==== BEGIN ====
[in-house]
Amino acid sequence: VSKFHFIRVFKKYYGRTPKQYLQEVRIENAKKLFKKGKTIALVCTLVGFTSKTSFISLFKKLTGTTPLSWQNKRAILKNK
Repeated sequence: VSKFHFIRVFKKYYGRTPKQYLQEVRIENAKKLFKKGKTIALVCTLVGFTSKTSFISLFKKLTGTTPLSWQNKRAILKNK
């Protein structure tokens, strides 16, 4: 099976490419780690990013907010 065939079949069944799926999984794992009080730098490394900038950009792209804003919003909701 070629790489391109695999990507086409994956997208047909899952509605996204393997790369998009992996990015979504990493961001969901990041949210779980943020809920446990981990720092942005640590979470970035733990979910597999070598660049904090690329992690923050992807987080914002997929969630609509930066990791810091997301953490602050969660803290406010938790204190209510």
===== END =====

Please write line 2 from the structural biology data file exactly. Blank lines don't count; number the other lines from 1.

Amino acid sequence: VSKFHFIRVFKKYYGRTPKQYLQEVRIENAKKLFKKGKTIALVCTLVGFTSKTSFISLFKKLTGTTPLSWQNKRAILKNK